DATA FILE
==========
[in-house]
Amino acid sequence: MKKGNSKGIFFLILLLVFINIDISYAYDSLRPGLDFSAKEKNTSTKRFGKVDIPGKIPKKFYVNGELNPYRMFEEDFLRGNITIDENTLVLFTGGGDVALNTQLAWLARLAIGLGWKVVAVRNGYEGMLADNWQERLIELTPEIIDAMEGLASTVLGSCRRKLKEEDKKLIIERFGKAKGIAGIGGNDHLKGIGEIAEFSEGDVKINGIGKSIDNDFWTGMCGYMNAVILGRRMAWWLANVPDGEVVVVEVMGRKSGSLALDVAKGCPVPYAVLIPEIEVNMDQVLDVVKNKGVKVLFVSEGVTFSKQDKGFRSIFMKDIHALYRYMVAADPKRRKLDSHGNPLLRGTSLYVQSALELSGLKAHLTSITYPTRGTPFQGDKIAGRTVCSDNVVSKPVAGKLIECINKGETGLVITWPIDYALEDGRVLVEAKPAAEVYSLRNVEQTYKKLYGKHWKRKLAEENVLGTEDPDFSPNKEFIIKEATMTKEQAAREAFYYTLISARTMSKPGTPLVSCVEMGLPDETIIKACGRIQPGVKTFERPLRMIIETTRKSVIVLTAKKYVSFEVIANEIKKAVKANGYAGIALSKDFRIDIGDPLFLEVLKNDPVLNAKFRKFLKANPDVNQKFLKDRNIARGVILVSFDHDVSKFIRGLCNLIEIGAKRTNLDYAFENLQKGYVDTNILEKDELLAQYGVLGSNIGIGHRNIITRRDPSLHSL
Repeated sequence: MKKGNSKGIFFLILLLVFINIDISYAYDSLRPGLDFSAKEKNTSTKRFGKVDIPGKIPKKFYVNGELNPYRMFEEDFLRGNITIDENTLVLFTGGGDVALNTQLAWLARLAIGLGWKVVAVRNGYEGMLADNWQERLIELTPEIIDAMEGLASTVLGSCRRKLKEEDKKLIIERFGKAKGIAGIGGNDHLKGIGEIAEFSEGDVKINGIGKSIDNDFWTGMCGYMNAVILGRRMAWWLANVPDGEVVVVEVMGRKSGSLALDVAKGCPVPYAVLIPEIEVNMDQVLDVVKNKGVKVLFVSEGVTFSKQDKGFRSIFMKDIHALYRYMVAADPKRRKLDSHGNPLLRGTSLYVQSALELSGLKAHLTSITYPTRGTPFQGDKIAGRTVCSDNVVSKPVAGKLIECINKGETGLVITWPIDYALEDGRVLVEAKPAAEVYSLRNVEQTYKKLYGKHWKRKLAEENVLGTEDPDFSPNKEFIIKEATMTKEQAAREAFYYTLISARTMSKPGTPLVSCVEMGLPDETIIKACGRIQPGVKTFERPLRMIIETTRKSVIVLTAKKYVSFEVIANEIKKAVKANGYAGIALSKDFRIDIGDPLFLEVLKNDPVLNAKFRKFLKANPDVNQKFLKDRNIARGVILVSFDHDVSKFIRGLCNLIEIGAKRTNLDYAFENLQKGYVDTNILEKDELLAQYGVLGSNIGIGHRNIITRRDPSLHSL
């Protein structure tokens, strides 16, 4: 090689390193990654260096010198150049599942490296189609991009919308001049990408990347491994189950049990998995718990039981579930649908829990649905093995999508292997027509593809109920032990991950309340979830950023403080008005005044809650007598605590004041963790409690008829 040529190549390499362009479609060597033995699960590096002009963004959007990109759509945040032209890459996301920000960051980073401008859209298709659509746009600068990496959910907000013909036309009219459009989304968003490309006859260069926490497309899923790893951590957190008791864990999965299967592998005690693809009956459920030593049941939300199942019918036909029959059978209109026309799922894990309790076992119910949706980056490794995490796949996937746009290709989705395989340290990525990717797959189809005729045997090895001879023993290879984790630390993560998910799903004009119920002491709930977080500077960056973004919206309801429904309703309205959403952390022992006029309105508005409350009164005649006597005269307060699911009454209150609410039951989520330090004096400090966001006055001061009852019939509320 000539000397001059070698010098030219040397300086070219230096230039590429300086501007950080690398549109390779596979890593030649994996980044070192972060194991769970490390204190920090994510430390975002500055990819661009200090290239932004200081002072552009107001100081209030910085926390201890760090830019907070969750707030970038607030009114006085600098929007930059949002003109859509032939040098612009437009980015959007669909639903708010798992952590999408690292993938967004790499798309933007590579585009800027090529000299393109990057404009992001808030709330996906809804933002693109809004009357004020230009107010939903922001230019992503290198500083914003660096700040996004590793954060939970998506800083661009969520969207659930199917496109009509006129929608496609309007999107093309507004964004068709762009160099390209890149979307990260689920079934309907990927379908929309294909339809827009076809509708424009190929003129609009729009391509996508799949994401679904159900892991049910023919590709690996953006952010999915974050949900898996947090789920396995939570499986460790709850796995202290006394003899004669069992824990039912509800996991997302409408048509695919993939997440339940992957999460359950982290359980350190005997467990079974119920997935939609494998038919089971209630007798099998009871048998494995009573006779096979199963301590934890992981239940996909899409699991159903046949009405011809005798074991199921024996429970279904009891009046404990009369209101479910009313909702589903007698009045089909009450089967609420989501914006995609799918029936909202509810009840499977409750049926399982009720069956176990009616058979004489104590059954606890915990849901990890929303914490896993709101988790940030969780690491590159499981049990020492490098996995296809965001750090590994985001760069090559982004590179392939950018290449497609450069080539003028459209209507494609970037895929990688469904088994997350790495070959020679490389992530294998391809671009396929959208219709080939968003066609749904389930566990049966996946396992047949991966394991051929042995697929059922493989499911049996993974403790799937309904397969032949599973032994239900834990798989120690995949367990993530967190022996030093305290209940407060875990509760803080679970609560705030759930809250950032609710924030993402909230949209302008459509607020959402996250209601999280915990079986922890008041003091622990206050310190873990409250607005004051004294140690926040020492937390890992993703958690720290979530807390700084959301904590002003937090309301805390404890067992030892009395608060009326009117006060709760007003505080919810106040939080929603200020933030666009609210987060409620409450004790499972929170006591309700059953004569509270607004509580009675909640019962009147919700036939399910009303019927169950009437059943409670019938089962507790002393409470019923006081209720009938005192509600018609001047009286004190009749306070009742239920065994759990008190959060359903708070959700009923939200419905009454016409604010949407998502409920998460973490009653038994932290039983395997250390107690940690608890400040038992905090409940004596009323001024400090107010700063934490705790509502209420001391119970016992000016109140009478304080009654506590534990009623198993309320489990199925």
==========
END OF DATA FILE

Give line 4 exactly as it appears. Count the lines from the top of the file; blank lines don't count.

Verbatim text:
């Protein structure tokens, strides 16, 4: 090689390193990654260096010198150049599942490296189609991009919308001049990408990347491994189950049990998995718990039981579930649908829990649905093995999508292997027509593809109920032990991950309340979830950023403080008005005044809650007598605590004041963790409690008829 040529190549390499362009479609060597033995699960590096002009963004959007990109759509945040032209890459996301920000960051980073401008859209298709659509746009600068990496959910907000013909036309009219459009989304968003490309006859260069926490497309899923790893951590957190008791864990999965299967592998005690693809009956459920030593049941939300199942019918036909029959059978209109026309799922894990309790076992119910949706980056490794995490796949996937746009290709989705395989340290990525990717797959189809005729045997090895001879023993290879984790630390993560998910799903004009119920002491709930977080500077960056973004919206309801429904309703309205959403952390022992006029309105508005409350009164005649006597005269307060699911009454209150609410039951989520330090004096400090966001006055001061009852019939509320 000539000397001059070698010098030219040397300086070219230096230039590429300086501007950080690398549109390779596979890593030649994996980044070192972060194991769970490390204190920090994510430390975002500055990819661009200090290239932004200081002072552009107001100081209030910085926390201890760090830019907070969750707030970038607030009114006085600098929007930059949002003109859509032939040098612009437009980015959007669909639903708010798992952590999408690292993938967004790499798309933007590579585009800027090529000299393109990057404009992001808030709330996906809804933002693109809004009357004020230009107010939903922001230019992503290198500083914003660096700040996004590793954060939970998506800083661009969520969207659930199917496109009509006129929608496609309007999107093309507004964004068709762009160099390209890149979307990260689920079934309907990927379908929309294909339809827009076809509708424009190929003129609009729009391509996508799949994401679904159900892991049910023919590709690996953006952010999915974050949900898996947090789920396995939570499986460790709850796995202290006394003899004669069992824990039912509800996991997302409408048509695919993939997440339940992957999460359950982290359980350190005997467990079974119920997935939609494998038919089971209630007798099998009871048998494995009573006779096979199963301590934890992981239940996909899409699991159903046949009405011809005798074991199921024996429970279904009891009046404990009369209101479910009313909702589903007698009045089909009450089967609420989501914006995609799918029936909202509810009840499977409750049926399982009720069956176990009616058979004489104590059954606890915990849901990890929303914490896993709101988790940030969780690491590159499981049990020492490098996995296809965001750090590994985001760069090559982004590179392939950018290449497609450069080539003028459209209507494609970037895929990688469904088994997350790495070959020679490389992530294998391809671009396929959208219709080939968003066609749904389930566990049966996946396992047949991966394991051929042995697929059922493989499911049996993974403790799937309904397969032949599973032994239900834990798989120690995949367990993530967190022996030093305290209940407060875990509760803080679970609560705030759930809250950032609710924030993402909230949209302008459509607020959402996250209601999280915990079986922890008041003091622990206050310190873990409250607005004051004294140690926040020492937390890992993703958690720290979530807390700084959301904590002003937090309301805390404890067992030892009395608060009326009117006060709760007003505080919810106040939080929603200020933030666009609210987060409620409450004790499972929170006591309700059953004569509270607004509580009675909640019962009147919700036939399910009303019927169950009437059943409670019938089962507790002393409470019923006081209720009938005192509600018609001047009286004190009749306070009742239920065994759990008190959060359903708070959700009923939200419905009454016409604010949407998502409920998460973490009653038994932290039983395997250390107690940690608890400040038992905090409940004596009323001024400090107010700063934490705790509502209420001391119970016992000016109140009478304080009654506590534990009623198993309320489990199925």